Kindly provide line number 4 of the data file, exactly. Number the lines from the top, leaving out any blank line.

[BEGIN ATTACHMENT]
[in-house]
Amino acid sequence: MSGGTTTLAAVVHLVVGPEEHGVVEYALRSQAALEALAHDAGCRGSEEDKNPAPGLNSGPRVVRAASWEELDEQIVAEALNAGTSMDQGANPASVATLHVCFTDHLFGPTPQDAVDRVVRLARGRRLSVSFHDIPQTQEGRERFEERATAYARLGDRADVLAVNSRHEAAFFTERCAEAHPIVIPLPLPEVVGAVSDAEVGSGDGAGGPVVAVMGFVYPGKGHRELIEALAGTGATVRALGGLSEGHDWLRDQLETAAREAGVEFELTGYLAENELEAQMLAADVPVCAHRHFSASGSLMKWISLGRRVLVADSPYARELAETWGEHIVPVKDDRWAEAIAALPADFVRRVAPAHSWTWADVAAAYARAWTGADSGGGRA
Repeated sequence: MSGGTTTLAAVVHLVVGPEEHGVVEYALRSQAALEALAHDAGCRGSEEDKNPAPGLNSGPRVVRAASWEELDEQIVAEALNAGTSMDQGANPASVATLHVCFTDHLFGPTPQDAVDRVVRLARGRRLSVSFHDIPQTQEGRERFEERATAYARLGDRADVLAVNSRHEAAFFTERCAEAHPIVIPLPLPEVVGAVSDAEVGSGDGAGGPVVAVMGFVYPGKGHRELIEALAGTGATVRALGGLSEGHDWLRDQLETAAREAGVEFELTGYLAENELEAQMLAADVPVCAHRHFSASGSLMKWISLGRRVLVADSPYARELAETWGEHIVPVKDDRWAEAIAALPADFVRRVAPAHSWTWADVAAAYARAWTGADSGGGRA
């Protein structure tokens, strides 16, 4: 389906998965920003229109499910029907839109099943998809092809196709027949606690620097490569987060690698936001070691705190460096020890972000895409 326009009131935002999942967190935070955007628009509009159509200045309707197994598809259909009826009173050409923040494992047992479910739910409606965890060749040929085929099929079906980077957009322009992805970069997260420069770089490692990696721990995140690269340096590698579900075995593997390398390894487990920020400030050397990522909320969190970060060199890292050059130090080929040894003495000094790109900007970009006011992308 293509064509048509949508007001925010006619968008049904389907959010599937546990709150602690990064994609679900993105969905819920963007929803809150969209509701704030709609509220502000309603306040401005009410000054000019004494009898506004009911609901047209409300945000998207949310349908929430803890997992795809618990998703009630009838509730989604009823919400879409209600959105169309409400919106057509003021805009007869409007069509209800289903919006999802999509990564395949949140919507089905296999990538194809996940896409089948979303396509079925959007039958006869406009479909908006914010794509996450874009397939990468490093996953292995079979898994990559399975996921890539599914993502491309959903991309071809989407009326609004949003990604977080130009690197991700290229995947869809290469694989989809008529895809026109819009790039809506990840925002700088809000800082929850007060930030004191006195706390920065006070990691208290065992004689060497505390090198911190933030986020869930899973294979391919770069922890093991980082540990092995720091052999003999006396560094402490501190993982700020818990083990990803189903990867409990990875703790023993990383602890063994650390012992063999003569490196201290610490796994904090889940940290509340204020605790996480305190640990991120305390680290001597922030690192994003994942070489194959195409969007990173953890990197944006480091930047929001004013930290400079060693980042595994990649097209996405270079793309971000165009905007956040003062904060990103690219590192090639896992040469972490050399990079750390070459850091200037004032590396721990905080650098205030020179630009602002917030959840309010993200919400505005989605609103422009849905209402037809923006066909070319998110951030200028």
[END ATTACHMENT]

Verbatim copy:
């Protein structure tokens, strides 16, 4: 389906998965920003229109499910029907839109099943998809092809196709027949606690620097490569987060690698936001070691705190460096020890972000895409 326009009131935002999942967190935070955007628009509009159509200045309707197994598809259909009826009173050409923040494992047992479910739910409606965890060749040929085929099929079906980077957009322009992805970069997260420069770089490692990696721990995140690269340096590698579900075995593997390398390894487990920020400030050397990522909320969190970060060199890292050059130090080929040894003495000094790109900007970009006011992308 293509064509048509949508007001925010006619968008049904389907959010599937546990709150602690990064994609679900993105969905819920963007929803809150969209509701704030709609509220502000309603306040401005009410000054000019004494009898506004009911609901047209409300945000998207949310349908929430803890997992795809618990998703009630009838509730989604009823919400879409209600959105169309409400919106057509003021805009007869409007069509209800289903919006999802999509990564395949949140919507089905296999990538194809996940896409089948979303396509079925959007039958006869406009479909908006914010794509996450874009397939990468490093996953292995079979898994990559399975996921890539599914993502491309959903991309071809989407009326609004949003990604977080130009690197991700290229995947869809290469694989989809008529895809026109819009790039809506990840925002700088809000800082929850007060930030004191006195706390920065006070990691208290065992004689060497505390090198911190933030986020869930899973294979391919770069922890093991980082540990092995720091052999003999006396560094402490501190993982700020818990083990990803189903990867409990990875703790023993990383602890063994650390012992063999003569490196201290610490796994904090889940940290509340204020605790996480305190640990991120305390680290001597922030690192994003994942070489194959195409969007990173953890990197944006480091930047929001004013930290400079060693980042595994990649097209996405270079793309971000165009905007956040003062904060990103690219590192090639896992040469972490050399990079750390070459850091200037004032590396721990905080650098205030020179630009602002917030959840309010993200919400505005989605609103422009849905209402037809923006066909070319998110951030200028």